The Real Economic Implications of the Uprising in Egypt

Thanks to globalization, the uprising in Egypt raises serious questions about the impact on Western economies, including America, as well as Egypt’s political and economic development.   The precipitating event for the current unrest almost certainly was a facet of globalization -- steadily rising worldwide food prices which hit record levels just before the unrest broke out.   An average household in Cairo has to spend 40 percent of its income on food, so price increases of more than 30 percent in recent months almost certainly helped fuel the volatile dissatisfaction.  Outside Egypt, the economic issue is, as usual, the price of oil.  Egypt produces little of the black stuff; but unlike Tunisia, it is an important transit country for crude.   Despite media doomsayers, however, the current unrest is very unlikely to take a serious toll on Western economies.  

A full-out civil war certainly could compromise the Suez Canal and the Sumed pipeline that links the Red Sea to the Mediterranean.   If that happens, tankers carrying more than 2 million barrels of oil a day will have to add another 6,000 miles to their journeys.   Such an interruption of shipments through the Canal and the Egyptian pipeline would shake up world oil markets and set the stage for speculators like Goldman Sachs and large hedge funds to gin up a short-term spike in prices, and profit nicely by it.   And yes, oil price increases can have huge effects on the American and world economies.  The recessions of 1974-1975, 1980, and 1990-1991 were triggered by big jumps in oil prices; and what became the Great Recession of 2007-2009 also was set off by oil price hikes. 

 But in order to threaten the U.S. and global recoveries, an oil price spike would have to be both very large and persistent -- for at least four-to-six months.    Before this year’s unrest gripped Tunisia and Egypt, oil prices in 2010 had risen by about 27 percent.  That cost the United States an additional $72 billion for oil imports, an extra $70 billion for the EU’s oil imports, and $27 billion more for Japan.  That’s not peanuts, but it was still just ripples for economies of their size.  Saudi Arabia is the only country with the capacity to engineer and maintain a price spike sufficient to wreck real economic havoc – as it has the capacity to prevent any other oil-producing country from trying to do the same.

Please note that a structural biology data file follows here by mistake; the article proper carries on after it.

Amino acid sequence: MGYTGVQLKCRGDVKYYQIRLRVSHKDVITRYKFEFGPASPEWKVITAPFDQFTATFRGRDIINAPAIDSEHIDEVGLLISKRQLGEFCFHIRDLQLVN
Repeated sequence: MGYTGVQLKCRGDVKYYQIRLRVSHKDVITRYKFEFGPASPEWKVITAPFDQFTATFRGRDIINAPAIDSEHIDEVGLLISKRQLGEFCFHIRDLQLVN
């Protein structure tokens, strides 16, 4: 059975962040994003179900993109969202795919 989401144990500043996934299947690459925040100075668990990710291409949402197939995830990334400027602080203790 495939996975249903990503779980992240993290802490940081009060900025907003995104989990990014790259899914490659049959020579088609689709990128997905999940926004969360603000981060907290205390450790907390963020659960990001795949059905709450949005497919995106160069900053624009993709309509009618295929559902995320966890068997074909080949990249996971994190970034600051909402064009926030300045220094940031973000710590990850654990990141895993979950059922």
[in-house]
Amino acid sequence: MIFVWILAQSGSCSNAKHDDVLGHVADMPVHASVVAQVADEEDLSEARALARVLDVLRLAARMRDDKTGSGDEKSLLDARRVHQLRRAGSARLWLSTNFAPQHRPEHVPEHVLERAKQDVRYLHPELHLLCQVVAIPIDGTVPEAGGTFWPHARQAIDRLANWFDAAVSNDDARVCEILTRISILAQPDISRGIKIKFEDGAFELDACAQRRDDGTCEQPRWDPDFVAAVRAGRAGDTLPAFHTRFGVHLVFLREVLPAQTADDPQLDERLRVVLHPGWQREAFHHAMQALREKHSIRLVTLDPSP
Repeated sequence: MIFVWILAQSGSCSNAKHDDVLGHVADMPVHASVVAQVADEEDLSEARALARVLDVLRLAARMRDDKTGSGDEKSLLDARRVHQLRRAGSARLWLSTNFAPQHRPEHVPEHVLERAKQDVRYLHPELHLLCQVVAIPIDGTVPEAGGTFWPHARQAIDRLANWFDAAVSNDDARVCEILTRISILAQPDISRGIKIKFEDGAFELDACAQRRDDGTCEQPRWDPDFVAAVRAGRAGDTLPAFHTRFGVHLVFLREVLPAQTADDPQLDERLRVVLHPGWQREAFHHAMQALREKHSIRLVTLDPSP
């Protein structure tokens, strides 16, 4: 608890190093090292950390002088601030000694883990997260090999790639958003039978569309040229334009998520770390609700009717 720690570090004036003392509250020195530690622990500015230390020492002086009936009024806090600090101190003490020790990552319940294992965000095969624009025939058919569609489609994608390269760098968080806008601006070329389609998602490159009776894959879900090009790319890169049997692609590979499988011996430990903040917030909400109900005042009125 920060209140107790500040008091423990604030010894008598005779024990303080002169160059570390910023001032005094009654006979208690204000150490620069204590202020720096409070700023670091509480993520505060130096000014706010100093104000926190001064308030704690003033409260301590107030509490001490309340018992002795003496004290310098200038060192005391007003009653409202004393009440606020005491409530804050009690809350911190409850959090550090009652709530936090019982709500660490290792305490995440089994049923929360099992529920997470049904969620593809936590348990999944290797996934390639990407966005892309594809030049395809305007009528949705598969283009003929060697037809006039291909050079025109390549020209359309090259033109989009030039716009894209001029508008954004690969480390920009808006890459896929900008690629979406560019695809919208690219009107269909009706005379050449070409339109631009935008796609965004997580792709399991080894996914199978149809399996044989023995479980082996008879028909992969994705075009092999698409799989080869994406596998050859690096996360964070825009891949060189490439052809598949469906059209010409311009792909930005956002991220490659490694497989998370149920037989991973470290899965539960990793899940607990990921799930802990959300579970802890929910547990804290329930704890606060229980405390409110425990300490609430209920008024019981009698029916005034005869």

The real economic impact here threatens Egypt, not the United States; and once again, globalization is the key.   As China, Eastern Europe and parts of Latin America attest, globalization creates a new path for rapid economic development, based on vast foreign direct investments (FDI).  Over the last decade, the world’s leading multinational companies have transferred hundreds of billions of dollars in advanced technologies and business organizations directly to developing countries, including Egypt.  But FDI goes to countries whose economic and political stability those companies trust.  The political and economic conditions that emerge in Egypt once the uprising is resolved will determine whether FDI to Egypt continues, sustaining its path to modernization, or reverses itself and puts the country on a path to economic stagnation.

These FDI transfers to Egypt swamp, for example, all U.S aid.  Over the last decade, American economic assistance to the country has averaged about $500 million per-year, and total economic and military assistance has run about $1.8 billion per-year.   Over the same period, FDI into Egypt has averaged $4.8 billion per-year, nearly three times all U.S. assistance and almost 10 times our economic aid.   Moreover, these FDI transfers increased sharply in recent years, averaging $9.4 billion per year since 2006 or 6.2 percent of Egypt’s GDP.  

There’s no doubt that the chief investment officers at the world’s largest companies have put on hold new investments in Northern Africa, at least until the outcome of the uprising becomes more clear.  Many factors go into the decisions about where to set up new foreign operations by companies like Coca Cola, General Electric, and Mitsubishi – or in Egypt’s case, by energy companies such as APA and BP, and financial service giants such as Citigroup and Metropolitan life.  The size and composition of a national or regional market count, as do a developing country’s infrastructure, the skills of the local labor force, the taxes multinationals will have to pay, and the soundness of a country’s currency.

Underlying all of these conditions is a country’s basic political stability and willingness to embrace Western businesses.  Sadly, multinational have no special preference for democracies over dictatorships, so long as both can guarantee stability and the rule of law.  To be sure, democracies tend to be a little more stable and lawful than many dictatorships, and sometimes they’re more prone to undertake the large public investments that Western companies look for.  But if the Muslim Brotherhood and its allies end up on top in Egypt, the modernizing investments now planned for there and many already in place will almost certainly go to other countries – dashing many of the hopes for a better life that have fueled the uprising.